CHICAGO -- Lisa Sowa-Downs of Hegewisch trembled with pride and more than a little regret last Thursday as her son Marty left St. Columba School.

For Marty, who just finished kindergarten at St. Columba, it was time to rejoice on the last day of school. For his mother and many others, though, Thursday was much more wrenching.

Last week marked the closing of St. Columba, a fixture in this community for 50 years. The school provided a Catholic education to more than 1,000 students in the area.

"Today is such a bittersweet day," Sowa-Downs said, fighting back tears. "This school is such a close-knit family."

She and her family live about a block from St. Columba.

Like many Catholic schools in Chicago in recent years, dwindling enrollment has been cited by officials as the primary reason for the school's closing. In the 1960s, the school had as many as 275 students. When Mary Miller, the school's last principal, came on board in 1997, that number had fallen to 160 students. This year, only 75 attended the school, which in recent years served preschool through eighth grade students.

Parents, teachers and children at the school both mourned and celebrated the closing of the school this week. Though Thursday was the last day of school, the parish also honored St. Columba Saturday with a commemorative mass and a reception in the school plaza.

For many in the school's community, the closing of St. Columba signified much more than just the last chapter in the story of their neighborhood school. The school became an integral part of Hegewisch, which now has only one Catholic grade school, St. Florian.

On Thursday, Sowa-Downs tried to take it all in for the very last time, roaming the halls, talking to other parents and students, bonding with teachers.

As she walked down hallways -- past rows of empty lockers -- she took a moment to share her pride in the school and her son.

"My son learned to read in kindergarten here," she said. "Kids don't learn to do that in every school."

Sowa-Downs could barely contain her emotions as she walked through a school where members of her family had been educated for nearly 40 years. Sowa-Downs graduated from the school in 1981 and her sister Kathy graduated from St. Columba in 1964. She insisted that her sister -- who lives in Las Cruces, New Mexico -- be here for the week.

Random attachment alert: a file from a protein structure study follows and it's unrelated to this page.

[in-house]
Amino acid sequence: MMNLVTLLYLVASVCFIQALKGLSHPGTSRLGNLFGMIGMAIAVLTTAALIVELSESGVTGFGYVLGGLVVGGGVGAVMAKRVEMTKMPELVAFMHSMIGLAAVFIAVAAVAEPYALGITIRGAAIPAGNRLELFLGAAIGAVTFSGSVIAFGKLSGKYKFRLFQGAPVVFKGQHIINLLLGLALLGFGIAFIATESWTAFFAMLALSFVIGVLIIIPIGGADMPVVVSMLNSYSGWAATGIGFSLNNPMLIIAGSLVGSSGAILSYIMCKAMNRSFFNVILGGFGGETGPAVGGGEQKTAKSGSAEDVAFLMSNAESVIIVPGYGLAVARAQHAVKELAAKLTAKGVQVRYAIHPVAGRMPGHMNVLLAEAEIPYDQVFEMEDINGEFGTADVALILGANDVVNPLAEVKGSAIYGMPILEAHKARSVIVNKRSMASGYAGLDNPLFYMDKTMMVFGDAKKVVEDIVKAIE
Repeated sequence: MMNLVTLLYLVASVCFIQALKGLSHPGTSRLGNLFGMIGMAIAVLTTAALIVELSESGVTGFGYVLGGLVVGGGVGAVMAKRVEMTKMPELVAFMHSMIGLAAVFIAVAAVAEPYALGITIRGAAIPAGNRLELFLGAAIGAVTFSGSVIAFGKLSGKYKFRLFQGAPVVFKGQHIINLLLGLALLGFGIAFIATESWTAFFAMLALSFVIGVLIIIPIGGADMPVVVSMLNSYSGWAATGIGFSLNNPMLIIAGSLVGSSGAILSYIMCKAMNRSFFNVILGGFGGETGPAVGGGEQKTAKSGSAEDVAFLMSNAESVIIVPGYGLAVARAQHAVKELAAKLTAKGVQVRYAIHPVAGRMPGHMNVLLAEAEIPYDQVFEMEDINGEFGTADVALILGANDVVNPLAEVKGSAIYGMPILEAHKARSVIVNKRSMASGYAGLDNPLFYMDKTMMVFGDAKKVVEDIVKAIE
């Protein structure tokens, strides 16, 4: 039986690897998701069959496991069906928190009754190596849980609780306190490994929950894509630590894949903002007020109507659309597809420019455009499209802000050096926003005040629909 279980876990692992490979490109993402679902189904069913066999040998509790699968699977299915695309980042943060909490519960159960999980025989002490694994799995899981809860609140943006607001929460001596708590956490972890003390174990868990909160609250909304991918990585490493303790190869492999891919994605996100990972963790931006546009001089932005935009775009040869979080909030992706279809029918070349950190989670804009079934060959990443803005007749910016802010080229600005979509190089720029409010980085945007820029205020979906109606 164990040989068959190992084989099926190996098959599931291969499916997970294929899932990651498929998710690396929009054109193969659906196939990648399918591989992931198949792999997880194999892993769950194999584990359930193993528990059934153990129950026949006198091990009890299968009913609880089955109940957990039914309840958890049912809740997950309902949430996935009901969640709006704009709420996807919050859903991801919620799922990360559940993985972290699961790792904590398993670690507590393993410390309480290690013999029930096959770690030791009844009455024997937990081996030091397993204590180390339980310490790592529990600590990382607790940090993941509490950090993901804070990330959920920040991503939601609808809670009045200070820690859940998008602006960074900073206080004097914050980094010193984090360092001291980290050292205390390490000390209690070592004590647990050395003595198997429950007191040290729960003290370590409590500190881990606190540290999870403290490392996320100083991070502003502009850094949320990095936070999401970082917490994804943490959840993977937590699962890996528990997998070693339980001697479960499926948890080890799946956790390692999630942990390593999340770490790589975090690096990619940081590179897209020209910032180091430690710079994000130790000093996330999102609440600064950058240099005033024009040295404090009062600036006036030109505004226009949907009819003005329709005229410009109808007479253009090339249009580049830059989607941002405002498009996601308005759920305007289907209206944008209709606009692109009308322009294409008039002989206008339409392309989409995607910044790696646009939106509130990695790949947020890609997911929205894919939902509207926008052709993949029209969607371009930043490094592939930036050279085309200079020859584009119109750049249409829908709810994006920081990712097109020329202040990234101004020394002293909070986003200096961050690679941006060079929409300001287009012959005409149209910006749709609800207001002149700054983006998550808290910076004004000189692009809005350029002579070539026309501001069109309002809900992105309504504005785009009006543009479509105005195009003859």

Another St. Columba parent, Janet Pearson, led a group of younger children Thursday in various stretches in the school's courtyard Thursday morning. Pearson, though, called the school's closing "inevitable."

Seventh-grader Rick Harris, who plans to attend Bishop Noll in Hammond this fall, waited for his turn at bat as he lamented the closing of St. Columba.

"They teach you good morals here, and people have been here for so long," he said.

Meanwhile, some eighth-graders who had graduated earlier in the week had returned to the school for a softball game.

Dori Schuch, who taught preschool at St. Columba this year, said that "it hurts as much to leave the parents as the children here."

St. Columba Principal Mary Miller said the mood Thursday was somber.

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As school let out, a slight drizzle fell upon parents like Sowa-Downs who waited for their children for the last time.

"A lot of parents -- like my sister -- were hoping to see their children graduate from here," Kathy Sowa said, as she watched her nephew Marty leave the school and hug his mother.

The majority of St. Columba students will stay in the Catholic school system, though some of them will go to schools in Whiting, Hammond and elsewhere in Northwest Indiana, where families can benefit from lower tuition rates.

Several parents at the school said they were still bitter about the school's closing on Thursday. Few, however, suggested that they had lost any faith in the value of a Catholic education.

"Some parents have been unsure about where the kids would go," said Donna O'Connor. "You can't help but be bitter."

Kilian Knittel, pastor of St. Columba parish since 1994, said that there were many reasons why the Archdiocese of Chicago had to close the school.

"The Archdiocese has been running out of money," he said. "In some cases we also had only three or four students in a class here."

Even a four-year operating grant of $350,000 from the Archdiocese couldn't make a difference, he said.

Changes in the Hegewisch community contributed to the decline in enrollment, as many newer families could not afford to pay rising tuition rates, which peaked at about $3,500 a year for families who enrolled one student in the school.

O'Connor said that tuition payments for her three children got to be "higher than our mortgage."

Many other families who had long been part of the school's community either moved away or their children had grown up.

"The market for Catholic education has also changed," Knittel said. "You're seeing more interest in Joliet and the fringes of Cook County, but less in some communities in the city."

The fate of the building that houses the school is still uncertain, though it's quite possible that the Chicago Public Schools would use the space for a neighborhood school.

Meanwhile, in the school's library Thursday Sister Jelen Julita pored over spelling assignments on the school's last day.

"I'm 85 years old -- I should be in a retirement home," she laughed. "But this is where I get my energy."

Like many others, Sister Julita, a former principal at St. Columba, volunteered at the school.

"This place has helped keep me young," she said. "The people at St. Columba have a lot of heart. But it's tough to run a school on a shoestring."

Dan Baron can be reached at dbaron@howpubs.com or (219) 933-3248.

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